Information excerpted from an article by Michael Callahan, Katten Muchin Rosenman LLP, Chicago, IL
The 5th Circuit Court of Appeals on May 8, 2008, (No. 06030745) reversed the District Court’s opinion which included a holding that Lakeview Medical Center and Lakeview Anesthesia Associates had a duty to disclose to Kadlec Medical Center that Dr. Berry, a former partner with LAA, had a drug problem after Kadlec made inquiry after Berry applied to Kadlec for medical staff membership. This finding and multi-million dollar jury verdict against Lakeview and LAA caused something of an uproar throughout the industry because no court had previously held that such a duty existed. The result was also unsettling for many hospitals because most have been faced with the ethical and legal question of how to respond to third party inquiries about current and former medical staff physicians who have had quality of care or impairment problems.
The holding can be summarized (in part) as follows:
1. A party has an affirmative duty to avoid affirmative misrepresentations in referral letters to another hospital. Here, Lakeview provided a neutral letter regarding Berry which contained only factual, neutral information and did not attempt to recommend Berry for appointment. LAA, on the other hand, stated that Berry was "excellent" and a very good clinician even though they had previously fired him two months earlier because of his addiction to Demerol and his treat to patients.
2. Once a party does disclose information about a physician which creates a "misapprehension" about qualifications or certainly misleads, it has an obligation to clarify the information provided. Here, given LAA’s representations that Berry was excellent and "will be an asset to [his future employer’s] anesthesia service, they had a "duty to cure these misleading statements by disclosing to Kadlec that Dr. Berry had been fired for on-the-job drug use."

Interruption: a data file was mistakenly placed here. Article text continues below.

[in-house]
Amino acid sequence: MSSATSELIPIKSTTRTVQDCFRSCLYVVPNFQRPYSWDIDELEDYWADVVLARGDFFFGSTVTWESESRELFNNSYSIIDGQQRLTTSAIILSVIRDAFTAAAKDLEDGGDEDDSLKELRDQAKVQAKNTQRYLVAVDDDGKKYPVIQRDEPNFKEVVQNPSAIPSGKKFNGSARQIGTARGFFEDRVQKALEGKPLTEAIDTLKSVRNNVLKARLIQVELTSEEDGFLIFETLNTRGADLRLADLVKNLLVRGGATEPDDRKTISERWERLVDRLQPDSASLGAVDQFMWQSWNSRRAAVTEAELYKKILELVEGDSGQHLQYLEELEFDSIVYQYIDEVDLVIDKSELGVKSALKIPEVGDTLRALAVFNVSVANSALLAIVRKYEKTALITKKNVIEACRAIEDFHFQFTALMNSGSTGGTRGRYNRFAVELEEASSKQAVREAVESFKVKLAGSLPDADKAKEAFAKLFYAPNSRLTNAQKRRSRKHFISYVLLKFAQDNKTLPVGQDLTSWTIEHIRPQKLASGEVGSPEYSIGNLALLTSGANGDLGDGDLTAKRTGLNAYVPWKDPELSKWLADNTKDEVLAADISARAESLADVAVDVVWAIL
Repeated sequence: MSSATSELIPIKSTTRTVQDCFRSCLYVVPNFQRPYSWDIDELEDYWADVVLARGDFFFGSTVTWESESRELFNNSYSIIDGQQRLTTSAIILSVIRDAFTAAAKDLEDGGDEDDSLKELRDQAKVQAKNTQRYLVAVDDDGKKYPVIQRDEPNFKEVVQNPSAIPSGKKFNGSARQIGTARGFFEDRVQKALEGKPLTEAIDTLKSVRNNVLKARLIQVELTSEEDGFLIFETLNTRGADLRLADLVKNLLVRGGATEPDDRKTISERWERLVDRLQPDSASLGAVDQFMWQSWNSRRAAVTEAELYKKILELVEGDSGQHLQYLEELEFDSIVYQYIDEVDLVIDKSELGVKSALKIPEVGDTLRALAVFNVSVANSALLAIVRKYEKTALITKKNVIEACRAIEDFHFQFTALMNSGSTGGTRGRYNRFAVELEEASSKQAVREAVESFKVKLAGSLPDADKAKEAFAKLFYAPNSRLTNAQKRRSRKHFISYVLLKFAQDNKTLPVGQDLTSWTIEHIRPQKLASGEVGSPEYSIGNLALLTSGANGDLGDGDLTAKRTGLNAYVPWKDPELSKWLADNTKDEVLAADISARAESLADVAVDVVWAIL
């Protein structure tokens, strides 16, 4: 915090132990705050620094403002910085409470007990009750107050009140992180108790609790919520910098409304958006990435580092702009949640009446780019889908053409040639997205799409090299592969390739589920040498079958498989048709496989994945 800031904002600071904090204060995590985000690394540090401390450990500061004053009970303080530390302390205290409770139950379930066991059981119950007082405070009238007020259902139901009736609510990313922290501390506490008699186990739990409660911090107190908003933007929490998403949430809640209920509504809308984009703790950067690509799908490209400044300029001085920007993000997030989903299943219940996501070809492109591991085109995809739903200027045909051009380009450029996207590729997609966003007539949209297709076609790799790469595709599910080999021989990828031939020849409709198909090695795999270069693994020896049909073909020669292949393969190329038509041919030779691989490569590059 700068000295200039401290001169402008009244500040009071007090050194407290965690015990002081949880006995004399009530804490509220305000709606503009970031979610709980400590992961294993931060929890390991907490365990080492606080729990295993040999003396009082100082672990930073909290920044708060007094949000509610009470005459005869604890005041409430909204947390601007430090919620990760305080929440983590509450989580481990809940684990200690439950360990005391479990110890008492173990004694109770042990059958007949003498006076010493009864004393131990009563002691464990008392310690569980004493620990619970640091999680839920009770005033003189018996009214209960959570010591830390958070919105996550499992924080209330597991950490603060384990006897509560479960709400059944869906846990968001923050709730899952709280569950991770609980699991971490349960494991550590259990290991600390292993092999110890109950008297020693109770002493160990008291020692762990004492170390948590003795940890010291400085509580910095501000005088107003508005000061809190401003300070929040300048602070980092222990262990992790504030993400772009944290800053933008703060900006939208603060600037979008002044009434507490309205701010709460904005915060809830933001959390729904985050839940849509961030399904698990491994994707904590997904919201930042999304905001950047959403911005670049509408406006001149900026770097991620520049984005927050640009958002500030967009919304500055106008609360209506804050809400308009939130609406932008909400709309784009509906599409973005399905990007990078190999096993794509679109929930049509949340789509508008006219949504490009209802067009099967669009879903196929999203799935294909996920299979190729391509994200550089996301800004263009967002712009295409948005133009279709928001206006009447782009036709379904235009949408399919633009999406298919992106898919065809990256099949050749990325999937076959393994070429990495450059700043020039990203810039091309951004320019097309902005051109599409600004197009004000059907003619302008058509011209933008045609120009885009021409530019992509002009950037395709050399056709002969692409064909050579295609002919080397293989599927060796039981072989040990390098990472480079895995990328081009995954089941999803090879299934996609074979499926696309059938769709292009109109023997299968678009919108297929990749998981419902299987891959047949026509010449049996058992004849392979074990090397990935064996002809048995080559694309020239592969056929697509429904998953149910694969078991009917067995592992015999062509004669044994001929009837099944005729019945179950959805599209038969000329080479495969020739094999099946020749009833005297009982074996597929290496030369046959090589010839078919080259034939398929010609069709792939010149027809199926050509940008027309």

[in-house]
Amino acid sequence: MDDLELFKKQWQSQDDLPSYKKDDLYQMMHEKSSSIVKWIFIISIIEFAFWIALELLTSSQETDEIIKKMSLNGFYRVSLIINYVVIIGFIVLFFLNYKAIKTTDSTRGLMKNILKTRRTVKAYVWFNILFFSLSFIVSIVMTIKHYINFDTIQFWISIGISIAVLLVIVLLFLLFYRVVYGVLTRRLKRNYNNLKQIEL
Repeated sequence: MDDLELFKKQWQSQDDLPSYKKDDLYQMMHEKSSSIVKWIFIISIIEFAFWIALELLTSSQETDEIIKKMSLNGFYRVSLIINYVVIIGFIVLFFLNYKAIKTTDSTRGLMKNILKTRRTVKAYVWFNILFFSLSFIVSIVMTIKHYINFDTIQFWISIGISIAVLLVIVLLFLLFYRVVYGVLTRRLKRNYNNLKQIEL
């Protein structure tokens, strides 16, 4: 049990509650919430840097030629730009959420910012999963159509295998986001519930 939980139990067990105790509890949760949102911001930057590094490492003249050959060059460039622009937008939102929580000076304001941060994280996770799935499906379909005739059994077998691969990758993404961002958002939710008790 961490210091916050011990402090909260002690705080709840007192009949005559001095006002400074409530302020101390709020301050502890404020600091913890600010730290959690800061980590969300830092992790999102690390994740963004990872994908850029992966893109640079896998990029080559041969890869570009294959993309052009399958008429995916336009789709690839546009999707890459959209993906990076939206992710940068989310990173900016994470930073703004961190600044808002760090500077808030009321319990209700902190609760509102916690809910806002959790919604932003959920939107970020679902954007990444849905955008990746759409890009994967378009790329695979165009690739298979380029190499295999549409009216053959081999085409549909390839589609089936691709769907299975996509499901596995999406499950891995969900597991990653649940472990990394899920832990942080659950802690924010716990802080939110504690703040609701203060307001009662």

Lessons learned? The basic message here is that a hospital is better off saying nothing about an impaired or unqualified physician or giving only neutral information as was the case with Lakeview. If a hospital chooses to respond to the questionnaire or other inquiry, it must not mislead and must be truthful. This raises important ethical and legal policy questions because all hospitals rely on each other in attempting to determine whether new applicants or existing members are truly qualified and do not pose a threat to patients. If information is purposefully withheld because there may not be a particular duty, problems like Kadlec will continue to occur. The positive impact that the district court opinion had is that it made hospitals more mindful of needing to make more detailed and truthful disclosures keeping in mind that they must be based on hard evidence and documentation and not rumor or innuendo. Many hospitals also have begun to require physicians to sign absolute, versus qualified, waivers and releases as part of the appointment/reappointment process in order to avoid retaliatory lawsuits in response to a truthful disclosure of an impairment or questionable competency which led to non-appointment/reappointment.
Michael R. Callahan
Health Care Department
Katten Muchin Rosenman LLP
Previous MSSPNexus Blog Posts on the Kadlec Case:
Jury Finds In Favor of Kadlec Medical Center – June 2006
Weakness in Medical Vetting – Letters to the Editor – October, 2005
Major New Case Will Impact Credentialing – June 2005